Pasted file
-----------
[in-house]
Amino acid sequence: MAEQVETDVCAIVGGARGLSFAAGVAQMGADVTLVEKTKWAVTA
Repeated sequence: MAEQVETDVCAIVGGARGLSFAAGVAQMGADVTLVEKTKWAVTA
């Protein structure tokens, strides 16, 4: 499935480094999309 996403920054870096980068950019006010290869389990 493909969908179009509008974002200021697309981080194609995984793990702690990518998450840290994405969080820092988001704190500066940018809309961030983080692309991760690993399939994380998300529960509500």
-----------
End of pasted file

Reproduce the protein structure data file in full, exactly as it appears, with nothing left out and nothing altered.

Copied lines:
[in-house]
Amino acid sequence: MAEQVETDVCAIVGGARGLSFAAGVAQMGADVTLVEKTKWAVTA
Repeated sequence: MAEQVETDVCAIVGGARGLSFAAGVAQMGADVTLVEKTKWAVTA
């Protein structure tokens, strides 16, 4: 499935480094999309 996403920054870096980068950019006010290869389990 493909969908179009509008974002200021697309981080194609995984793990702690990518998450840290994405969080820092988001704190500066940018809309961030983080692309991760690993399939994380998300529960509500």